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U.S. motorcycle sales continue their comeback

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It's always a good time to be a motorcycle rider, but these days (with a couple of exceptions — sorry, Harley-Davidson) it's also good to be a motorcycle dealer. The Motorcycle Industry Council (MIC) released its U.S. third-quarter sales report, and motorcycle sales continue to increase.

The MIC, for those not familiar, is a not-for-profit national trade association that represents makers and sellers of motorcycles, scooters, ATVs, and related parts and accessories. September proved to be a good month: sales of two-wheeled vehicles totaled 40,300, a six percent improvement over September 2014. The total number of bikes sold this year through September is an impressive 413,128, an increase of just under 18,500 motorcycles and scooters sold through the first three quarters of last year, for an increase of about 4.5 percent.

The MIC breaks down those numbers into broad segments. Not surprisingly, the On-Highway segment dominates sales, accounting for nearly 300,000 of the motorcycles sold so far this year. Off-Highway bikes came in second, with just over 58,000 bikes sold. Dual-purpose bikes came in third; 30,465 dual-sports have been sold thus far, but those numbers really jumped in the month of September. The MIC reports that September 2015 sales of on/off road bikes jumped 21 percent over September of 2014.

Honda CBR300R

One segment is not doing so well: scooters. In September, scooter sales dropped by just over eight percent over September 2014. Year to date, scooter sales are down by 10.9 percent, the only segment to show a decline in both the month's and year-to-date numbers. The data don't give any insight as why scooters are floundering, but it's possible that the increased popularity of small-bore (300 cc) bikes — not to mention the Honda Grom — may be causing those new to two-wheeled transport to buy something that offers a bit more power, challenge, and (debate away, commenters!) overall fun. Also, scooter sales sometimes get a temporary bump from higher gas prices, but fuel costs have been declining for about a year.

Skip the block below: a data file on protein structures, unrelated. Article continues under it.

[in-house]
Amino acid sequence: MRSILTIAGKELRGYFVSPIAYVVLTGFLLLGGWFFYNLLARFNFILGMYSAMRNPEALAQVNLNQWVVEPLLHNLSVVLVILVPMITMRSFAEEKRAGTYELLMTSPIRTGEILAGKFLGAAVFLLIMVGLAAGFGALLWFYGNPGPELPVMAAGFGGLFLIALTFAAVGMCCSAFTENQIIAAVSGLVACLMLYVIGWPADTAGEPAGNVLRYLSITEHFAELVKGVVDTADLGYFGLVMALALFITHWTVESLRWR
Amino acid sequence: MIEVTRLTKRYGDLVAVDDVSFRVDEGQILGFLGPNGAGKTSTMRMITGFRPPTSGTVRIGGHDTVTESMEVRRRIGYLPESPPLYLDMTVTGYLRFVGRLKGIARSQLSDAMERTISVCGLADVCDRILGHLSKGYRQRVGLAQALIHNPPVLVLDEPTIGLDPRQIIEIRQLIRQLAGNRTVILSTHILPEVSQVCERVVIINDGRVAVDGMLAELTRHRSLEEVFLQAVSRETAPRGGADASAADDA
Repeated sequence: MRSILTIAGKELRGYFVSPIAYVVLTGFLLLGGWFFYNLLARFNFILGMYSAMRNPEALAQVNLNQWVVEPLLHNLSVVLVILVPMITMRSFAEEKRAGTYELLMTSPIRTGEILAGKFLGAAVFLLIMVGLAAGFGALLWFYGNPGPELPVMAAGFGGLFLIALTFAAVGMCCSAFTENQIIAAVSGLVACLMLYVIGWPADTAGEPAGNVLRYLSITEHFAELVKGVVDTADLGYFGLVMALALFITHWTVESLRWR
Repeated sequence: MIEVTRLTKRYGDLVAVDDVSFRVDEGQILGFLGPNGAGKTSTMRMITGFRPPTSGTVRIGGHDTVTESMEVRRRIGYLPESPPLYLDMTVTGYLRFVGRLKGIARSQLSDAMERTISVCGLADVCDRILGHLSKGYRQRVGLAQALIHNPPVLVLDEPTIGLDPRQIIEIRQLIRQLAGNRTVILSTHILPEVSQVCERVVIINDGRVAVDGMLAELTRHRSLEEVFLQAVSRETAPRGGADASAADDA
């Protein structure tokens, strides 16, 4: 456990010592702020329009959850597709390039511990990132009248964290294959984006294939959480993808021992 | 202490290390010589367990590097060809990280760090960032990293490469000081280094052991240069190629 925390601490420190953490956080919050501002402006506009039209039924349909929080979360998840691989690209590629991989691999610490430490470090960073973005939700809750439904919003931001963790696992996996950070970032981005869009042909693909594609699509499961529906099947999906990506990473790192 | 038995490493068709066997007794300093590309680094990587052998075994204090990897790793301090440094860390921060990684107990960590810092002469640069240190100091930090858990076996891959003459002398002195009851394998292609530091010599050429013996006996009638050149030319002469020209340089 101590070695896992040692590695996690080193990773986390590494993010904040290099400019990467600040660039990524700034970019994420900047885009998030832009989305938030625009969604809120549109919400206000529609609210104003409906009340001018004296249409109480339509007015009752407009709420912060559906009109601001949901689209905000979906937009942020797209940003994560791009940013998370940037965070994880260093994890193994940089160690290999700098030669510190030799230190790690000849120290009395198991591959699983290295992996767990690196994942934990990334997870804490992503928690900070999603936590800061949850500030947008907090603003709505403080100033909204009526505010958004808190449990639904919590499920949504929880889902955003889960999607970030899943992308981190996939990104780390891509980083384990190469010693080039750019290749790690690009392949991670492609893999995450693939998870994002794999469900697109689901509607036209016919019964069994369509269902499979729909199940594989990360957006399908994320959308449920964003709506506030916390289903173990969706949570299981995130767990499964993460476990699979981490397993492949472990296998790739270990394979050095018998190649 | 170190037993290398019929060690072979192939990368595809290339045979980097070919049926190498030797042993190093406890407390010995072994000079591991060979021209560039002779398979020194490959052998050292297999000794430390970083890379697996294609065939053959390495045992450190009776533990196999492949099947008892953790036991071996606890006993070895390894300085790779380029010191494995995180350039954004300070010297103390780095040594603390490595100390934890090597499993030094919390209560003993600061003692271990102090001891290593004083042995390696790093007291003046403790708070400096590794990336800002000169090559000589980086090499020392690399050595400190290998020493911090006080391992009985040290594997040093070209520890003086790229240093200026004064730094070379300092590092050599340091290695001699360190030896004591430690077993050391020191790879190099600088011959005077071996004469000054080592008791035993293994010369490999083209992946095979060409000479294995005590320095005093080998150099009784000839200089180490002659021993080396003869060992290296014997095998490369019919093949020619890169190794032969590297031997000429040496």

Motorcycle sales have been declining for a decade in the United States, and 2013 appears to be the year that sales bottomed, at least for now. Manufacturers responded to the sales declines by introducing models that are more affordable and more accessible to new or would-be riders, and that seems to be having some effect.

Yamaha FZ-07Case in point: The other morning I was having a conversation about motorcycles (of course) with a couple of colleagues of mine, one of whom is a long-time Harley-Davidson Sportster rider. The Yamaha FZ-07 had caught his eye, and we were both gushing over it — the performance (well, there were some concerns about the front suspension), dealer support and, above all else, the price. FZs are becoming more and more common in our neck of the woods, and had our office been next door to a Yamaha dealer, I suspect he would have walked right over and plunked down his credit card. And then the topic turned to dirt bikes. Why wouldn't we get one of those as well? They're cheap and we're not too far from the desert...

Wishful thinking? Perhaps. But it's thinking like this that's driving those numbers. With a growing number of bikes being brought to market, including a significant number of models aimed at new riders, there's reason to hope sales figures will continue to rise into next year and beyond.

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